The U.S. Food and Drug Administration is investigating claims that many soft drinks continue to contain benzene, a known carcinogen, some 15 years after the soft drink industry promised to police itself on this matter.
Benzene is formed when two common soft drink ingredients—sodium benzoate and ascorbic acid (vitamin C)—are used together. Sodium benzoate and vitamin C are common preservatives; the latter is also used for its antioxidant properties and to give products a tart taste. Natural and organic soft drink brands, such as Izze, Hansen's and Santa Cruz Organic, do not contain sodium benzoate. Energy drinks, which have greatly expanded their presence in recent years, often do.
In late 1990, Koala Springs and Cadbury Schweppes alerted the FDA to the presence of benzene in their products, but the FDA did not notify the public. "The Food and Drug Administration and the Health Protection Board of Canada agree that [the] low [parts per billion] level of benzene found in these products do not constitute an imminent health hazard," according to minutes from the meeting.
In a January 1991 meeting with the National Soft Drinks Association (now known as the American Beverage Association), the FDA agreed to allow the industry to resolve the problem. According to a memo, the NSDA had conducted its own investigation and discovered certain processes and ingredients that encourage or inhibit benzene formation. For example, "sweeteners like high fructose corn syrup influence benzene formation in the presence of benzoic acid," the memo said.
"At that time there was an effort to reformulate many of these beverages," said an FDA spokesman. "We did some testing to see that benzene levels had dropped to an acceptable level."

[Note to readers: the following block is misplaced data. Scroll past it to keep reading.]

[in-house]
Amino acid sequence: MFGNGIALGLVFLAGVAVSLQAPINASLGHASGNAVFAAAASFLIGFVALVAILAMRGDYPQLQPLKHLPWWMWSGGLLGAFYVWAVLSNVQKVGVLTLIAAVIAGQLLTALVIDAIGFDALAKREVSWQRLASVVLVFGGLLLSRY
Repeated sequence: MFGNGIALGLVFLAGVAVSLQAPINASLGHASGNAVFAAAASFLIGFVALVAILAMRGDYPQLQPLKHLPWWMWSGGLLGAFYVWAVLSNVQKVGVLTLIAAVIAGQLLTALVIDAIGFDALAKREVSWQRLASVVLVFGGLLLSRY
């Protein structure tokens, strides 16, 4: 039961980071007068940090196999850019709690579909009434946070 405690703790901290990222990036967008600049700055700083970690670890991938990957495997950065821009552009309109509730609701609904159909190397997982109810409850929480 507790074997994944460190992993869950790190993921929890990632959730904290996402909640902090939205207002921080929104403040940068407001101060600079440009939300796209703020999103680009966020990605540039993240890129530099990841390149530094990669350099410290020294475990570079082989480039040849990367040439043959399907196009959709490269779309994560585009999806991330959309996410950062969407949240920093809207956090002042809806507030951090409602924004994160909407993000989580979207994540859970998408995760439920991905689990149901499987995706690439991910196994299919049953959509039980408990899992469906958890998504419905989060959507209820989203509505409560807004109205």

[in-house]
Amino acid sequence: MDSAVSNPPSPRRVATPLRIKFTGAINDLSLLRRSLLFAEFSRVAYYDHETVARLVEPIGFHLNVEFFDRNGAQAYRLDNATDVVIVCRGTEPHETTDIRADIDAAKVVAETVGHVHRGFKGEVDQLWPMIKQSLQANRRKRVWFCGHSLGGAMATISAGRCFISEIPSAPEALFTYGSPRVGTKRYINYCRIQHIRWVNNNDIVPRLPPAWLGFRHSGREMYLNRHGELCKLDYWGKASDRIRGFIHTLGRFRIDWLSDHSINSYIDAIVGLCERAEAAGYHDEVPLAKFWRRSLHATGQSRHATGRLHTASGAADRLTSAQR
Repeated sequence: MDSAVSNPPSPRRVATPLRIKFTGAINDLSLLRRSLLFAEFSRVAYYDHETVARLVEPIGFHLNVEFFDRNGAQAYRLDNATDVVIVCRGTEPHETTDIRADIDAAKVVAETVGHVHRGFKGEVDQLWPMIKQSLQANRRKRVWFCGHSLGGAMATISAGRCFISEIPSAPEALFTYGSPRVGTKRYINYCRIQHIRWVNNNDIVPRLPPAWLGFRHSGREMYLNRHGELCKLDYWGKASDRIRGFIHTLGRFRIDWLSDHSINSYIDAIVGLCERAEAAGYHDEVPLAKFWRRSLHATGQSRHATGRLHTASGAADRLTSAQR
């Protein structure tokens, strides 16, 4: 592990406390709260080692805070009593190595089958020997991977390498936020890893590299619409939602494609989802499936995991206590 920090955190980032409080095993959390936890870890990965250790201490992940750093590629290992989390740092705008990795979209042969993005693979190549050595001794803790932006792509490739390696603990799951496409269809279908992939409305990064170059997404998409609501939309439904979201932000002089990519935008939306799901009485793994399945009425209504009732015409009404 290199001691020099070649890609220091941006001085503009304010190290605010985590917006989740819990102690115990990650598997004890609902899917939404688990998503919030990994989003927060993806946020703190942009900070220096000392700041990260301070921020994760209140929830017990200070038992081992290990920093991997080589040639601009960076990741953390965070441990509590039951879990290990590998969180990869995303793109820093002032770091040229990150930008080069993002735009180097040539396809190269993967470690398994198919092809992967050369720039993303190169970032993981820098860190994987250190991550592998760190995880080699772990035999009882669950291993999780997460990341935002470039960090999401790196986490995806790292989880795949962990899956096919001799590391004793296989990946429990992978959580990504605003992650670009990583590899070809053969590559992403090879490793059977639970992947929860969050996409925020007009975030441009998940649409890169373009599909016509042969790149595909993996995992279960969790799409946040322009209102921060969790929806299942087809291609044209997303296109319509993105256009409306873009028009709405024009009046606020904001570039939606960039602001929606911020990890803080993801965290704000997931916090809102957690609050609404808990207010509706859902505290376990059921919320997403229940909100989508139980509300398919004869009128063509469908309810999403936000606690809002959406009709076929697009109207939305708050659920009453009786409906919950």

The FDA spokesman said the agency "recently became aware that this had shown up again in some beverages." According to other published reports, a former chemist for Cadbury Schweppes commissioned new tests, and found that some products had benzene levels up to five times that permitted by the World Health Organization for drinking water.
"FDA is in the process now of sampling some products … to determine if there is benzene present," the spokesman said, noting that "a couple samples" had "levels of benzene a little bit higher than we'd like … but that was in a small percent of samples."
The FDA doesn't believe there's any nefarious intent among soft drinks manufacturers. Because the problems with benzene formation were published in open scientific literature, food safety specialists would've been aware of the issues. "It is [the companies'] responsibility to ensure their product is safe and properly labeled," the FDA spokesman said. "What we're seeing now is maybe some companies who were unaware of this before or forgot there was a reason we didn't formulate a certain way and have drifted back. It could be a new cast of people who just weren't in the industry before."
Meanwhile, the FDA will complete its sampling program. "We're really trying to gather some basic information. If we see a need to take action we'll consider the appropriate action once we have the data."